The opening of the 2014 Commonwealth Games in Glasgow next month has inspired a welter of extra-curricular artistic activity.
One of the first out of the traps is Sports Day, a huge community show at the city's Citizens Theatre, which features a compendium of new short pieces penned by Scottish writers, including Peter Arnott, Linda McLean, Douglas Maxwell and Julia Taudevin, all based around a school sports day.
The scripts are accompanied by a series of new songs written by equally quoted songwriters and musicians, such as Vaselines vocalist Eugene Kelly, Sparrow and the Workshop's Jill O'Sullivan, John Kielty and Claire McKenzie. All this will be linked by a scenes featuring Joyce Falconer as the school's janitor.
Loading article content
For anyone studying the form, the stats are as follows. Sixty non-professional performers drawn from assorted Citizens-based community groups will perform some 17 new plays accompanied by 12 new songs. With only four weeks' rehearsal to play with, putting Sports Day together has been something of a Herculean task.
"It's a lot of stuff," says Guy Hollands, Citizens associate director, who oversees the theatre's learning community section, and is co-directing Sports Day with Neil Packham, the theatre's community drama director.
"It obviously started out as a response to the Commonwealth Games, but I also wanted an opportunity to bring together all of the different groups that already exist in the building, and to try and get them to inter-mingle somehow, rather than just going away after their classes.
"I originally wanted Sports Day to be a revue-style piece, so I sent emails to a lot of writers and asked them if they would be interested in writing a piece about a school sports day, which is something people tend to have fairly distinct memories of in one way or another.
"Everyone seemed to have a story about it, positively and negatively, and I was surprised to see what came back."
With assorted responses to Hollands's brief looking variously at preparations for the day as well as the races, a rough chronology developed, with teachers, parents and pupil athletes all in the frame. One play even looks at the plight of a family trying to raise money for a new pair of training shoes for their child to participate in the day.
"We wanted Sports Day to be largely celebratory," says Hollands, "and to celebrate the power of community spirit in sport. Douglas Maxwell's piece is a beautiful short play, and is probably the most hard-hitting of them all, but on the whole we wanted to keep things light."
Such a spirit of celebration will almost certainly be enlivened by the presence of Falconer, whose deadpan Doric tones are best known to viewers of River City from her long stint as Roisin Henderson. "We have worked with Joyce before," says Hollands, "and we knew she was right for this part. She is totally the right kind of person for the role."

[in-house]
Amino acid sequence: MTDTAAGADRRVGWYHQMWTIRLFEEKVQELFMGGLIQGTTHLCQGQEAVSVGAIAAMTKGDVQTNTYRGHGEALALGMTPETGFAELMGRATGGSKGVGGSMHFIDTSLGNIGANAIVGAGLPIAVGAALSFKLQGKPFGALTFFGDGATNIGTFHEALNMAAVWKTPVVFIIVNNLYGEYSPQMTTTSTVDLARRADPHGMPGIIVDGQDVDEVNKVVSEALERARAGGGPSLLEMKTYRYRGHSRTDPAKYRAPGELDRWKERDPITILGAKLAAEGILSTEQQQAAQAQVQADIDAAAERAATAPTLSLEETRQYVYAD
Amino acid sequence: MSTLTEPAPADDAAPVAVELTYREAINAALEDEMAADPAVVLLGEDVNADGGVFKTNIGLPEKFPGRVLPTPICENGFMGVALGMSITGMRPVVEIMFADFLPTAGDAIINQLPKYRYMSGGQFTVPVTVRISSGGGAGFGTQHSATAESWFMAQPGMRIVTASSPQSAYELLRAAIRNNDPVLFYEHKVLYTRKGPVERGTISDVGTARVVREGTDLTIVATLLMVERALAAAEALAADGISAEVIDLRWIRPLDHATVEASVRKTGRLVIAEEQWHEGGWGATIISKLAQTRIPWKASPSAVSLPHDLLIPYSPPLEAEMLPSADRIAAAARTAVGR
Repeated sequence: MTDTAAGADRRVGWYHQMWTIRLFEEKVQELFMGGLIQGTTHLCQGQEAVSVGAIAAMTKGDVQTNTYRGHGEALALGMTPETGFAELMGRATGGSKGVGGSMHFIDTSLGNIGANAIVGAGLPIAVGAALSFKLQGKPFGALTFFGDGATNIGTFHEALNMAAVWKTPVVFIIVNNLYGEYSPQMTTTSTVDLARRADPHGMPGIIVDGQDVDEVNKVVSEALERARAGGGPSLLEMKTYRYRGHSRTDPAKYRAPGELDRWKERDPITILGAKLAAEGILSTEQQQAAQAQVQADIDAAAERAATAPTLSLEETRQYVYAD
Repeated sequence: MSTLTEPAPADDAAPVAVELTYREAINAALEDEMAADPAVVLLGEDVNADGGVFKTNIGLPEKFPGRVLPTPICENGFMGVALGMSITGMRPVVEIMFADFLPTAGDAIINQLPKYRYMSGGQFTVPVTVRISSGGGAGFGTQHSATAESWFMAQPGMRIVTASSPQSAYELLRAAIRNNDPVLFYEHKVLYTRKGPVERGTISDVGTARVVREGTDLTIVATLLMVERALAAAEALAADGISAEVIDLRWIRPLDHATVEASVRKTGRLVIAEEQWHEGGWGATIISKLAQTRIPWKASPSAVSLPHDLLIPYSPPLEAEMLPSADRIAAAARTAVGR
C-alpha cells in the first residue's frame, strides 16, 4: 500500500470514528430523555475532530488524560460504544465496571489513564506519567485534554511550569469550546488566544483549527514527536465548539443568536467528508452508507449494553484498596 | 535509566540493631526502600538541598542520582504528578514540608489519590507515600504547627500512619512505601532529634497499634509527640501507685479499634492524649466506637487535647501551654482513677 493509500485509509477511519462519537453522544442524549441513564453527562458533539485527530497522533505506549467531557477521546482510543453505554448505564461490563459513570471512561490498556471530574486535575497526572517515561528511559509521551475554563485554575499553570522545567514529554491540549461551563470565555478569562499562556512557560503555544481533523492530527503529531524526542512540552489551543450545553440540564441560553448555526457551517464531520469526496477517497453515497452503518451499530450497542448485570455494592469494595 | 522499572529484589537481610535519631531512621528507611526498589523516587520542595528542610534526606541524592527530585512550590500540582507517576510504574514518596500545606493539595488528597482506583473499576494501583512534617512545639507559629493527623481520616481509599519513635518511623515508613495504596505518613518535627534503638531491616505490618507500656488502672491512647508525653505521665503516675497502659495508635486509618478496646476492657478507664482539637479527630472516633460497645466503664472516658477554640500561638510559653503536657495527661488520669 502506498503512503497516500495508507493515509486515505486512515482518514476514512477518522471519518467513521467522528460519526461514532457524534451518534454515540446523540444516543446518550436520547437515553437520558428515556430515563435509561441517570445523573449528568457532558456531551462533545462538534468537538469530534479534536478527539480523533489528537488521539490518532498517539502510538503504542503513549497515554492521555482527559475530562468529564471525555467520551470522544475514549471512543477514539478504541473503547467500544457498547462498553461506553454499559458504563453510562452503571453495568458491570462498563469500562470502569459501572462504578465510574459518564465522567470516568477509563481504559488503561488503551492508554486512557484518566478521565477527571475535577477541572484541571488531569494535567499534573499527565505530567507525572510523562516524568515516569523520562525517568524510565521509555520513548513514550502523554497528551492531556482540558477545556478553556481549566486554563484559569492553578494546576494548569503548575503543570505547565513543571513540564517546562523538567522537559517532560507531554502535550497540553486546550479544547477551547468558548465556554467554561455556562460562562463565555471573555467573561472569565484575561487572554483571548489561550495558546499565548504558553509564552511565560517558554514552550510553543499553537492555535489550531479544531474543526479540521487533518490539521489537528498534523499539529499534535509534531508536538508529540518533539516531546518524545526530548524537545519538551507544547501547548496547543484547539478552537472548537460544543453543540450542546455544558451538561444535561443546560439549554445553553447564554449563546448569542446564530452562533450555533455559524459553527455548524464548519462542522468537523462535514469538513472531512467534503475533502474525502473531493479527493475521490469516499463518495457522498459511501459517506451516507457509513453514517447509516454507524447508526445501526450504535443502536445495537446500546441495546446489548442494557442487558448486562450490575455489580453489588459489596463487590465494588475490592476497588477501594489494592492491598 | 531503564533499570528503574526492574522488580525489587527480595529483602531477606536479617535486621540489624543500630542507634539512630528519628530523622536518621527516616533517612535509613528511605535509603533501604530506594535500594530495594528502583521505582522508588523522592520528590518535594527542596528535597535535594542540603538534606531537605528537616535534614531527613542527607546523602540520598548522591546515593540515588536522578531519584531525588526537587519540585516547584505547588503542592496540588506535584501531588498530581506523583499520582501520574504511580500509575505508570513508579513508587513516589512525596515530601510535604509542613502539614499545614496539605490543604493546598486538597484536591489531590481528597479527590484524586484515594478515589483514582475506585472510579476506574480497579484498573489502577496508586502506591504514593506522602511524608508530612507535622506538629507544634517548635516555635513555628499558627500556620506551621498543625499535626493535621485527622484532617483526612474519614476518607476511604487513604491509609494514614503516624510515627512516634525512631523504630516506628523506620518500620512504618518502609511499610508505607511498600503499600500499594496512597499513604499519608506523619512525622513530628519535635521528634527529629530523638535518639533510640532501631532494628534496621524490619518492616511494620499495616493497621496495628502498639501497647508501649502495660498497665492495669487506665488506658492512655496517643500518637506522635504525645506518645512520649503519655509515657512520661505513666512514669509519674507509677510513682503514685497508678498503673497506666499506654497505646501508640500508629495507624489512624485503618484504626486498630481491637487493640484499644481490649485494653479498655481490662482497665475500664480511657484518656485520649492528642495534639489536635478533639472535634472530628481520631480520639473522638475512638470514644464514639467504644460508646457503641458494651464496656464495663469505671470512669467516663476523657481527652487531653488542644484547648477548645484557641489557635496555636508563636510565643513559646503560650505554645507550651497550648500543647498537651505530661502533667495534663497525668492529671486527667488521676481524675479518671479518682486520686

While there will be some interaction between Falconer's janitor and a not entirely sympathetic head teacher, the majority of her scenes will see her on stage alone. An accomplished accordion player, Falconer will also take part in the show's musical interludes.
Initially, these were co-ordinated by MJ McCarthy, theatre composer and former member of the group Zoey Van Goey, and will be performed by the cast alongside a live band.
"One song was written especially for Joyce," says Hollands, "but it has been an interesting process, and I think we discovered writing a song perhaps needs more time invested in it than we originally thought. "For the artists who come from the indie world, it is a very different thing for them to be doing, because they have to be songs written to be sung in unison. All three of those songs have a unique take on things, and fit in well with the whole tone of the piece."
While rehearsals for Sports Day have been something of a logistical nightmare, with proceedings being scheduled around the performers' day jobs and other commitments, it has been the show's musical aspects that has united the company.
"It has really enjoyable to sing together," Hollands says, "and that all ties in with the explosion of community choirs. Working on Sports Day, I have seen how much you can bond through singing.
"That is the only time in rehearsals we have had the full company together, and that has become a really important part of the process. The mood in the room when everyone gets together like that is just electric."
If the music of Sports Day has acted as a unifying force, there is an even bigger message that comes from the theme of sport itself. "I believe in sport," says Hollands. "I think art and sport are very similar in lots of relative ways. There is an obvious sense of play in art and sport, but there are also similarities in terms of well-being and giving people the opportunity to achieve something, and to express themselves in some way."
Given how the performers in Sports Day have come from several different groups as well as the subject of the piece, one wonders whether any sense of competitive rivalry has crept into proceedings. Hollands, however, suggests teamwork has been paramount throughout rehearsals.
"We want to achieve the highest quality production we can," he says, "and for that to happen people have got to work together. A major part of Sports Day is about personal growth and personal expression, and for the Citizens' it is making an important statement about the value of community work, and where we place it in our portfolio."
Whatever the result of Sports Day, then, it is the taking part that counts.
Sports Day, Citizens Theatre, Glasgow, Wednesday to Saturday.